Pew Fellow in the Arts Marc Brodzik (Spring 2010 Trust Magazine perspective)

Source Organization: The Pew Charitable Trusts

Author: Anahi Baca

03/19/2010 - Marc Brodzik knows a good idea when he sees it. For instance, the senior citizens who caught his attention during his regular breakfasts at Sulimay’s Restaurant in the Fishtown area of Philadelphia.

“I would see these three characters talking, and they were like the stars at Sulimay’s,” he says. “You see that quality in people, and you can’t help but laugh into your pancakes.”

Brodzik, a 2009 Pew fellow in the arts, had just started working on Web-based video projects a couple of years ago, when he had an idea for a show that would feature senior citizens reviewing cutting-edge music. He discussed the concept with his producer and later approached the trio in the diner. They agreed.

The result is the viral phenomenon Breakfast at Sulimay’s, which airs weekly on Brodzik’s Web sites, Scrapple TV ( and Woodshop Films ( and is available on YouTube, where the most popular episode has over 100,000 views.

Joe Walker, 84, Bill Able, 75, and Ann Bailey, 66 (who replaced an original member who found early on that show biz was just not for him), are the capable stars of the show. They are filmed in short episodes, listening through ear buds to music—the latest in heavy metal, electronic dance music, whatever else is hot—after which they give their honest, and often unexpected, opinions (“This is music?”).

Breakfast at Sulimay’s is both comical and refreshing, and while it seems natural that it’s been covered locally in The Philadelphia Inquirer and Philadelphia Weekly, Brodzik is a bit surprised at just how far and wide the show’s notoriety has spread. It was recently featured on National Public Radio’s All Things Considered and has even garnered notice in England, with mentions in Time Out London, the Guardian and The Independent.

Despite its popularity, Breakfast is a small part of Brodzik’s repertoire of shows. All of them are part of Scrapple TV, a Web site he calls his “pirate TV station,” growing, he says, to fill the gap in local news coverage as local printed weeklies continue to downsize. The Web is the future of journalism, he is convinced. His interns “don’t read newspapers. They might look at magazines, but it’s rare,” he says, adding, “My children, who are 4 and 7, won’t know what a newspaper was.”

With his grizzly beard and denim overalls, Brodzik may not look cutting-edge. But while others struggle to imagine the future of journalism, he seems to have been there already and is back to tell the rest of us about it. In his large studio space in the Northern Liberties section of Philadelphia, a team of interns is shooting and editing videos destined for Scrapple TV. The Pew fellowship will provide the start-up capital, but he expects to sustain the operation with advertising revenue.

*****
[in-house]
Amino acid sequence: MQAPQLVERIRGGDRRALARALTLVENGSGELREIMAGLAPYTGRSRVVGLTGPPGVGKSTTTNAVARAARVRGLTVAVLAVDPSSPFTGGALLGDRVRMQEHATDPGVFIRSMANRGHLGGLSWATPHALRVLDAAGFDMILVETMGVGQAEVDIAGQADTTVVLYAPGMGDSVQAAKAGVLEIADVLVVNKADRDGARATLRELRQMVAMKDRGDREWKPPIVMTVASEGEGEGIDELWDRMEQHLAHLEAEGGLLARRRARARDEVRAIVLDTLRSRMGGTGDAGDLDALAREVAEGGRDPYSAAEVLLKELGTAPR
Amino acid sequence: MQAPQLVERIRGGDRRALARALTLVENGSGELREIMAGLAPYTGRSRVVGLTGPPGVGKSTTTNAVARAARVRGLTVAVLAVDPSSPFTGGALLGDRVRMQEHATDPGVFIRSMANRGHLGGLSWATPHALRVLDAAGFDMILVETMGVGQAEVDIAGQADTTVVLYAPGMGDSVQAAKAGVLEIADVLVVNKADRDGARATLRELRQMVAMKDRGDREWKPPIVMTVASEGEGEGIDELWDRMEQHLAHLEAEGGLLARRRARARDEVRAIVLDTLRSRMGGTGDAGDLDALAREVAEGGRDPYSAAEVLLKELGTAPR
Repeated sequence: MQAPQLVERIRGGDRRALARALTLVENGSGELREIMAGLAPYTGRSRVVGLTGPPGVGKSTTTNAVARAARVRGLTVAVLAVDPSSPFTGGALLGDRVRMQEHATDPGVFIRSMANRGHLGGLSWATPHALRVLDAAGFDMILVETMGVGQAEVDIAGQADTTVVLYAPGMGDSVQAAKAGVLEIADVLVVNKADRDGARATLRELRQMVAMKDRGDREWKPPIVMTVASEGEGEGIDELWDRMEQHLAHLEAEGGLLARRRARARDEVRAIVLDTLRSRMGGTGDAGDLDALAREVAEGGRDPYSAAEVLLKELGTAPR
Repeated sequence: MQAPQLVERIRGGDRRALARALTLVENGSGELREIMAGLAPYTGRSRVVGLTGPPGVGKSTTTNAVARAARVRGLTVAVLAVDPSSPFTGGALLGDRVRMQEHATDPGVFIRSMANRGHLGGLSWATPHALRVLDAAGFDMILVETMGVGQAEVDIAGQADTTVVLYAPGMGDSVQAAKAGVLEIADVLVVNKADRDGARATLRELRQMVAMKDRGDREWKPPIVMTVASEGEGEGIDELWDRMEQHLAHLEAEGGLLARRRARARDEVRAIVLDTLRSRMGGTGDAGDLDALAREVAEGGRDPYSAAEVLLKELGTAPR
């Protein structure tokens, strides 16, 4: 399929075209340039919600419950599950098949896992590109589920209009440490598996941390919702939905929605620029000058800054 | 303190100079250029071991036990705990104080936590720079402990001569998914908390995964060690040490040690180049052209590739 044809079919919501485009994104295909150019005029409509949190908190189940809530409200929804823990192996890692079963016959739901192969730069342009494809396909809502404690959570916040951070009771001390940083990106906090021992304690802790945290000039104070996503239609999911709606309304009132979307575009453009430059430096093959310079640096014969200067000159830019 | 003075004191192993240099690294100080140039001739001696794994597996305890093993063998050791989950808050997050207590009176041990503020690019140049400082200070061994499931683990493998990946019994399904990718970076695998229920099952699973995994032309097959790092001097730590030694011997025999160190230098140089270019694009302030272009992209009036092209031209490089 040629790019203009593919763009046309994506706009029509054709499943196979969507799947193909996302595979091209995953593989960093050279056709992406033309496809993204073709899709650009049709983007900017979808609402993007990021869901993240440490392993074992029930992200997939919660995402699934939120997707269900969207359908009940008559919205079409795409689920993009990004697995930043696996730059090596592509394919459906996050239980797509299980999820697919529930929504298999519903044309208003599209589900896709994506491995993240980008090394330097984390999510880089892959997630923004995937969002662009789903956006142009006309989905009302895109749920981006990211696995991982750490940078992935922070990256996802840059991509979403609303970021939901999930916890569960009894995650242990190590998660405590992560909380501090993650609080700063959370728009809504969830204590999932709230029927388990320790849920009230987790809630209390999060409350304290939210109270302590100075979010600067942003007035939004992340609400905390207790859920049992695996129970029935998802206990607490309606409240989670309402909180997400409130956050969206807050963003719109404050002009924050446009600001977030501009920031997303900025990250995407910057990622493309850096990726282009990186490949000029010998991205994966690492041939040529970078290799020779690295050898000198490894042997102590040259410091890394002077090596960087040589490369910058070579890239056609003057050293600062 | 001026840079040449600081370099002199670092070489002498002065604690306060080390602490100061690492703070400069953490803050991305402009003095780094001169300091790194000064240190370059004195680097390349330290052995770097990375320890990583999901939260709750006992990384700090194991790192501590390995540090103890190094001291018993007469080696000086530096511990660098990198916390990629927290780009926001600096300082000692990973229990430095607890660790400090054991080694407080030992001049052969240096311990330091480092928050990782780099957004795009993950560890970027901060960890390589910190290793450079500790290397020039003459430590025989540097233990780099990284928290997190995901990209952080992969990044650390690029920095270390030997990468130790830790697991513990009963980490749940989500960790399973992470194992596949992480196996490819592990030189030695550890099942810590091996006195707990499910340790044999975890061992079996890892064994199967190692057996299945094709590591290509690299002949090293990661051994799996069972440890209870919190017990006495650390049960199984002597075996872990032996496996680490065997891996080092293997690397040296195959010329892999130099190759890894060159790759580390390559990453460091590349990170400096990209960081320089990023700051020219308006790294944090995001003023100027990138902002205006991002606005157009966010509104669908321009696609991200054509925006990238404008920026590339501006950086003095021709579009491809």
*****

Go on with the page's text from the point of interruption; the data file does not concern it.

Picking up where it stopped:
In its current state, Scrapple TV is an assortment of video clips. Some of his early work satirized mass consumerism through a series of mock advertising campaigns. Even when he is irreverent, however, his magic ingredient is the compassion with which he approaches his subjects, perhaps most evident in his 2006 film Hard Coal: Last of the Bootleg Miners, a documentary about family-owned anthracite coal mines in Pennsylvania.

Brodzik came into contact with the miners when he rode dirt bikes in small Pennsylvania towns and felt a deep and immediate connection. “At first I didn’t even realize it was coal I was riding on,” he recalls. “I would talk to [the miners] and relate to them, and they would tell me their hardship stories.”

With a partner, he was able to make the film on a shoestring budget. It has been screened at seven film festivals, winning Best Feature Documentary Award at the 2009 DIY Film Festival in Los Angeles, and is being considered for a reality-based show.

While Hard Coal is an example of Brodzik at his most subdued, there is something unsettling behind the humor of his early pieces based on commercial imagery. Aside from his considerable talent in figurative painting, there is a message to his art: People should trust in themselves, not in canned information or advertising campaigns provided by mass media.

Brodzik’s feel for art is largely self-developed. A graduate of a vocational high school who says he went to advertising school to avoid the military as a career, Brodzik never studied art history. “I am the common guy,” he claims. “I started exploring art, looking at it from the common perspective and just re-spitting it out with my own slant.”

It is exactly this flair for showing us something new in the everyday that has made Breakfast at Sulimay’s the Internet sensation it is.

“I have the ability to connect with people, no matter who they are,” says Brodzik. “I see the star in everyone.”

This article appeared in the Spring 2010 issue of Trust magazine.

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